What Did Vatican II Really Change. . .? Protestants!

Many Protestants believe that the Roman Catholic "Church" has undergone immense changes since the great Vatican II Council. It is widely believed that sweeping changes took place in both doctrine and practice among Catholics. But the Second Vatican Council was really just a facelift whose real success lies in the changes it brought about in Protestants!

An important aspect of the Second Vatican Council is often overlooked. It is best expressed by this excerpt from Roman Catholicism by Loraine Boettner:

An official document, "The Constitution on the Church," prepared by the Council and promulgated by the pope, reaffirms basic Roman Catholic doctrine precisely as it stood before the Council met... The doctrine of papal infallibility is restated. We are told that when ‘by a definitive act he proclaims a doctrine of faith and morals... his definitions, of themselves, and not from the consent of the Church, are justly styled irreformable (Article 25).

The pope has lost none of his power. He remains the absolute ruler in the Roman church. But if papal decrees, past and present, are "irreformable," what hope is there for reform in the Roman church?

The change made by the Second Vatican Council, ending in 1965, were in liturgy, administrative practices and, most important, in ecumenism. While admitting that other churches contain "elements" of truth, it repeated that the Roman Catholic "Church" is the only true church.

Great care was taken to emphasize that no changes would be made in the doctrinal structure of the "church." However, Pope Paul did add one new doctrine, that Mary is the Mother of the church.

The Council updated liturgy and church administration to make it more acceptable to the twentieth century world. With the introduction of the "New Mass" in 1965, for example, Latin is no longer required except in certain instances.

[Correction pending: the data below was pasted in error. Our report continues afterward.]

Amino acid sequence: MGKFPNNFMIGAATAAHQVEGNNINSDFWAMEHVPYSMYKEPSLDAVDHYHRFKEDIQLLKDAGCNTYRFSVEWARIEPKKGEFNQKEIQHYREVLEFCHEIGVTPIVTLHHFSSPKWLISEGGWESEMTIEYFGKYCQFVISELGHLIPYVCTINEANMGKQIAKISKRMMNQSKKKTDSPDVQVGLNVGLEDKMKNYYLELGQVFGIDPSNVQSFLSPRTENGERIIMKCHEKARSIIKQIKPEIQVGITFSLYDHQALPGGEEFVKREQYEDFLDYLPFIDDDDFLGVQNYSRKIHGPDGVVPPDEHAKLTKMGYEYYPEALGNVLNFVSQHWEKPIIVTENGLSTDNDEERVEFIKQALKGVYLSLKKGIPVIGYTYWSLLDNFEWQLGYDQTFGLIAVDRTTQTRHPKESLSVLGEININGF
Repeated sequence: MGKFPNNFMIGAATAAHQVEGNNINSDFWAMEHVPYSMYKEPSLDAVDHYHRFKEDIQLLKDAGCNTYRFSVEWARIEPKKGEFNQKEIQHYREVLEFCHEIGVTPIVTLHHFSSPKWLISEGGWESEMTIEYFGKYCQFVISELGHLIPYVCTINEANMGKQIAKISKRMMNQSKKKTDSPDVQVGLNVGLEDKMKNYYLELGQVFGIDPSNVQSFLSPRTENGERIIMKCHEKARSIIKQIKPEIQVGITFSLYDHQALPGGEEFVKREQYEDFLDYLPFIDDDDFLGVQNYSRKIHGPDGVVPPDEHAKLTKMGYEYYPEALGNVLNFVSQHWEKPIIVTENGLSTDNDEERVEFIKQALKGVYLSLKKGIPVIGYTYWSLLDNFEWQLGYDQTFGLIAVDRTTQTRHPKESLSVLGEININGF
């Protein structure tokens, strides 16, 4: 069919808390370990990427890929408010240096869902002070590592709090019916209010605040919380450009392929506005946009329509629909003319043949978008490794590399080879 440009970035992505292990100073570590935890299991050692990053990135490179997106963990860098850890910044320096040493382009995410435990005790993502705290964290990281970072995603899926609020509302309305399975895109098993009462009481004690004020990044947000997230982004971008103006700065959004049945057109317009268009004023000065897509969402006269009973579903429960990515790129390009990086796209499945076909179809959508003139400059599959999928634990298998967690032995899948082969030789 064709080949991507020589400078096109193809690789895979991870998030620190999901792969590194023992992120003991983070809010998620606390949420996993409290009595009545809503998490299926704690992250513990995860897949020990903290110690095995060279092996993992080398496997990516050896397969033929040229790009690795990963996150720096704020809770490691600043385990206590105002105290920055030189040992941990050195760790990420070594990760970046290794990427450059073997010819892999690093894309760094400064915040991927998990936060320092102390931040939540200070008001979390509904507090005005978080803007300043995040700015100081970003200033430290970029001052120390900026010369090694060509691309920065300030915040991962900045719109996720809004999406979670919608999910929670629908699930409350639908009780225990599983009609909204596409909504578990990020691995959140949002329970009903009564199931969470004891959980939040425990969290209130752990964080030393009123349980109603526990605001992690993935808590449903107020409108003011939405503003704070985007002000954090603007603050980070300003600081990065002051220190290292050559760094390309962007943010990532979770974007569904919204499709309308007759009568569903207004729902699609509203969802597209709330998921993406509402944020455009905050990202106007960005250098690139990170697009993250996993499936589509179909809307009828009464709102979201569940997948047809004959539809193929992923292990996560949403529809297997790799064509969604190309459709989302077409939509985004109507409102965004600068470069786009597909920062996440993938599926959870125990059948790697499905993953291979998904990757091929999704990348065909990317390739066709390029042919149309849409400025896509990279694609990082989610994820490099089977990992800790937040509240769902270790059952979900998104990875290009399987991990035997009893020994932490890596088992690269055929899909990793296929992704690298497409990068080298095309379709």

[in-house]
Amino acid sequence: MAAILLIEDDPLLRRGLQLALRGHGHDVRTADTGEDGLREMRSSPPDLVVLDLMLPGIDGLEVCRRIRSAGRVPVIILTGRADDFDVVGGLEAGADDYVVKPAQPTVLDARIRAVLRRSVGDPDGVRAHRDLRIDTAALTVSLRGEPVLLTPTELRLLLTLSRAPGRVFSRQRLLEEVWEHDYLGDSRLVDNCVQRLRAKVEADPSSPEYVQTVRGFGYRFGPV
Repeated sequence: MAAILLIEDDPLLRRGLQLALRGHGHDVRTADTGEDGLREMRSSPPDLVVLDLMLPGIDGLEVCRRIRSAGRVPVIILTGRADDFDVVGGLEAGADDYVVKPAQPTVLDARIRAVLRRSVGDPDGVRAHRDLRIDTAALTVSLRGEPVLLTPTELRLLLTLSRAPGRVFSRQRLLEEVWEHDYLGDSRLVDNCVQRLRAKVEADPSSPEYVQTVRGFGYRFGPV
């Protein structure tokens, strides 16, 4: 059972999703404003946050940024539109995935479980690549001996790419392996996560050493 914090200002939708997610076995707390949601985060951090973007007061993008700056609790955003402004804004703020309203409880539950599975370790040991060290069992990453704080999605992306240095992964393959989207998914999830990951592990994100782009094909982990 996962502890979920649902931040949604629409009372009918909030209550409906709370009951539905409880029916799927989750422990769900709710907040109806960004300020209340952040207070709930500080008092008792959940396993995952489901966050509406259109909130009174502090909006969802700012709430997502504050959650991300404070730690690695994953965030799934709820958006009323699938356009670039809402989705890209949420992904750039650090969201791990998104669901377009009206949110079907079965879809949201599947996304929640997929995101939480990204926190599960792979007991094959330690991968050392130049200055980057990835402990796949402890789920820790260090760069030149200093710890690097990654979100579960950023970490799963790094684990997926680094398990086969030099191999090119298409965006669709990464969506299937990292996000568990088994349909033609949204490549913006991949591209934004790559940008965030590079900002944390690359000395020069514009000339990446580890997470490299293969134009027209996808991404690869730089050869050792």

But to Protestants is matters not whether the mass is said in Latin, English, or Swahili. The problem is not with the language but with the idolatrous teachings of the Mass and the required worship of the wafer-god, the cookie turned into Jesus.

Roman Catholicism has not, and in fact cannot change her gross errors regarding salvation. And the Council did not remove the more than one hundred anathemas (curses) pronounced by the Council of Trent on the Protestant churches and beliefs.

The Second Vatican Council brought an important change in methods. It had been decided that Protestantism could be better eliminated by ecumenical unity than by the sword and the inquisitor's torch. No longer calling the Protestants "heretics," but renaming them "separated brethren," the stage was set to woo Protestants into ecumenical unity.

Where once all Catholics were called to oppose and exterminate all "heretics," the new method was to absorb them into the Roman Catholicism. Special offices and commissions were set up on a global basis to work to bring about this unity. Catholics were even taught the vocabulary of the evangelical Christian, although the words were given different meanings that would not conflict with their relic and Mary worship.

The effect has been dramatic. Weary of the struggle against Rome, Protestant leaders have abandoned the warnings of the Scriptures, and rushed pell-mell toward sharing a yoke with the idolaters of Rome. The Second Vatican Council continues to be a global success, a stroke of genius to disarm and deceive the true believers in Christ.

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